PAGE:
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cast: Robert Mitchum, Barbara Bel Geddes, Robert Preston, Walter Brennan, and Phyllis Thaxter
director: Robert Wise
86 minutes (PG) 1948
Odeon DVD Region 2
review by Richard Bowden
Blood On The Moon
This is one of a notable group of westerns, such as Colorado Territory (1949), and Pursued (1947), influenced by the then-fledgling
film noir style. They introduce introspection and fatalism into the sagebrush mix, anticipating the psychological concerns of the 1950s. Inevitably
shot in black and white (although Turner Television have apparently broadcast a colourised version of the present title - a fact that might make
purists shudder), and with a greater preponderance of night-set scenes, the noir western replaced a family-friendly wide open prairie, previously
peopled with cowboys in white or black hats and clear cut moralities, with a fresh genre of altogether different concerns, reflecting confusions
Director Robert Wise had previously made Curse Of The Cat People (1944) for Val Lewton, and would also helm Lady Of Deceit (1947),
and The Set-Up (1949), respectively just before and after Blood On The Moon, so was already at home with the way of noir. He'd also
been associated with Orson Welles - having been brought in to infamously 'finish off' The Magnificent Ambersons - and this influence can
be seen in Blood On The Moon, especially in the saloon interiors, with their low angles and prominent low ceilings.
Wise's 1948 western stars noir icon Robert Mitchum as Jim Garry, a man with a suitably dubious past, sent for by former friend Tate Riling (Preston
Foster) to take partnership in a grazing rights scam and to provide a strong arm for $10,000. Riling hopes to secure payment for a lucrative army
cattle contract while convincing local farmers that his intentions are strictly honourable, and running off the current suppliers. At first Garry
grudgingly goes along with the plan but then realises that he is not comfortable with matters, all the while growing a romantic interest in Amy
Lufton (Barbara Bel Geddes) the daughter of one of the cattle farmers.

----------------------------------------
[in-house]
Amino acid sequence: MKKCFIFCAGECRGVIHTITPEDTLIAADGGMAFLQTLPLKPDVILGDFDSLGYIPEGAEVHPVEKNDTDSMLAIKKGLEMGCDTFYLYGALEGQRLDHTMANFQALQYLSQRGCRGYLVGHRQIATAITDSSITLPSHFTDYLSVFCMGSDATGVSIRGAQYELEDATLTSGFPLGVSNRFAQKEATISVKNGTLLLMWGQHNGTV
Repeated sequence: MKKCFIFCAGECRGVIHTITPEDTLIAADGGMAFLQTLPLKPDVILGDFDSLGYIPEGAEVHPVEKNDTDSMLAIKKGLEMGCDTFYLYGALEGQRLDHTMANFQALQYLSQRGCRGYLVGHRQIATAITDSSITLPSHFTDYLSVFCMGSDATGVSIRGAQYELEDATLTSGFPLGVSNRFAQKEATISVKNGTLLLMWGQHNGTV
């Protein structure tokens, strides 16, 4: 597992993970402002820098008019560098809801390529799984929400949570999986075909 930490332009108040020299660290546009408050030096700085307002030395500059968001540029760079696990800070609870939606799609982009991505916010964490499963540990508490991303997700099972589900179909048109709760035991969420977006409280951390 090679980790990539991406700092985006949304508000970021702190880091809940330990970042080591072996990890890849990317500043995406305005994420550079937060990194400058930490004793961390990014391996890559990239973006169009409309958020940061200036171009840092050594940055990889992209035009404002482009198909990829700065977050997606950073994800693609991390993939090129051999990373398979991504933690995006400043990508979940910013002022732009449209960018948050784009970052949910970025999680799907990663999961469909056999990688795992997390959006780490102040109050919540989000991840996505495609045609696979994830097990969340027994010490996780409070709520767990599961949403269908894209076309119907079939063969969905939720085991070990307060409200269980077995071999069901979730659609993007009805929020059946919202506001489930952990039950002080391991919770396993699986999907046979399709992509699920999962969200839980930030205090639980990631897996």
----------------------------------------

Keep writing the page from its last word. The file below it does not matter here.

For my money, Blood On The Moon, while an excellent film, is not quite on the same level as the two other noir westerns mentioned above,
having none of the haunting psychologies of Pursued (also starring Mitchum), nor the fatalism of Colorado Territory. But there are
still many pleasures to be had here, not least a strong supporting cast that includes Walter Brennan and Charles McGraw as well as a splendidly
duplicitous Foster who, in dark parallel of Garry's slow romance of Amy, feigns a love interest in her sister to oil along his malign plans.
Ultimately, it is Garry's realisation of his erstwhile partner's slipperiness which turns him against him, as he discovers "I've seen dogs who
wouldn't take you for a son." But it is Mitchum's marvellous playing of a man with the troublesome "conscience blowing down his neck," that's at
the centre of the film, as he turns from hesitant moral acquiescence to doubt, onto guilt, into action. As others have remarked, Mitchum's characteristic
'stillness' as a noir actor, whereby he characteristically says or expresses little, but nevertheless suggests inner turmoil, is shown at its best
here. Such depth and moral equivocation would (his complex performance in Red River the year before, notwithstanding) probably have been
beyond the range of a John Wayne.
I mention Wayne, particularly, since there is an interesting similarity between Blood On The Moon and Hawks' Eldorado, made a decade
and half later. In both movies a gunfighter arrives by way of summons into a middle of dispute, and is bushwhacked by a woman for his pains. In the
later movie Wayne's character makes a clear decision right away not to join one side before siding with the other. In Wise's work, Garry's process
of realignment is much more slow and painful, but because of it, more human. And whereas Wayne enters the drama bolt upright on his horse, proud
in his own self-esteem, we first see Garry caught in the rain, at night, bedding down within cluttered trees, streams and undergrowth - the
un-comfortableness of which reflects the confusions in which he finds himself.
The Odeon disc seen by this reviewer presents the film with no extras and in a soft picture - not ideal given the original, sharp, expressionist
cinematography. There's occasional print damage too, but this is not distracting. But at its modest price, if you haven't yet caught it on TV, this
DVD release can still be recommended.